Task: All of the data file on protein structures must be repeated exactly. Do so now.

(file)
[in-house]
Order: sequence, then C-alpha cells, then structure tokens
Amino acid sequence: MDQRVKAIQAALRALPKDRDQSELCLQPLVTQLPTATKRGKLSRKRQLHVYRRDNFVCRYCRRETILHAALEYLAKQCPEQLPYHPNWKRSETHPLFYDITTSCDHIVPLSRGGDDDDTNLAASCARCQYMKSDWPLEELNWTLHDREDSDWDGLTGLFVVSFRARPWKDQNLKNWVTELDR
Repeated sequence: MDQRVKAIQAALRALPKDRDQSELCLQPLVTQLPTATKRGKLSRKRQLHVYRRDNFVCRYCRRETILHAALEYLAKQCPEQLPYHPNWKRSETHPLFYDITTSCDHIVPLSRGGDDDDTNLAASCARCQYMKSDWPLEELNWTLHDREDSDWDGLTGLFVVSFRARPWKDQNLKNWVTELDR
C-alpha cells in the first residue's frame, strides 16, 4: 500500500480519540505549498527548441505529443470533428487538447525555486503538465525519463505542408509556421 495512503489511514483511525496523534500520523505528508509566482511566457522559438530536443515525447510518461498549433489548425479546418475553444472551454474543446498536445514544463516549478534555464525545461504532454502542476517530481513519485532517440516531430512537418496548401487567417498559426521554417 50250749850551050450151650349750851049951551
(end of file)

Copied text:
[in-house]
Order: sequence, then C-alpha cells, then structure tokens
Amino acid sequence: MDQRVKAIQAALRALPKDRDQSELCLQPLVTQLPTATKRGKLSRKRQLHVYRRDNFVCRYCRRETILHAALEYLAKQCPEQLPYHPNWKRSETHPLFYDITTSCDHIVPLSRGGDDDDTNLAASCARCQYMKSDWPLEELNWTLHDREDSDWDGLTGLFVVSFRARPWKDQNLKNWVTELDR
Repeated sequence: MDQRVKAIQAALRALPKDRDQSELCLQPLVTQLPTATKRGKLSRKRQLHVYRRDNFVCRYCRRETILHAALEYLAKQCPEQLPYHPNWKRSETHPLFYDITTSCDHIVPLSRGGDDDDTNLAASCARCQYMKSDWPLEELNWTLHDREDSDWDGLTGLFVVSFRARPWKDQNLKNWVTELDR
C-alpha cells in the first residue's frame, strides 16, 4: 500500500480519540505549498527548441505529443470533428487538447525555486503538465525519463505542408509556421 495512503489511514483511525496523534500520523505528508509566482511566457522559438530536443515525447510518461498549433489548425479546418475553444472551454474543446498536445514544463516549478534555464525545461504532454502542476517530481513519485532517440516531430512537418496548401487567417498559426521554417 50250749850551050450151650349750851049951551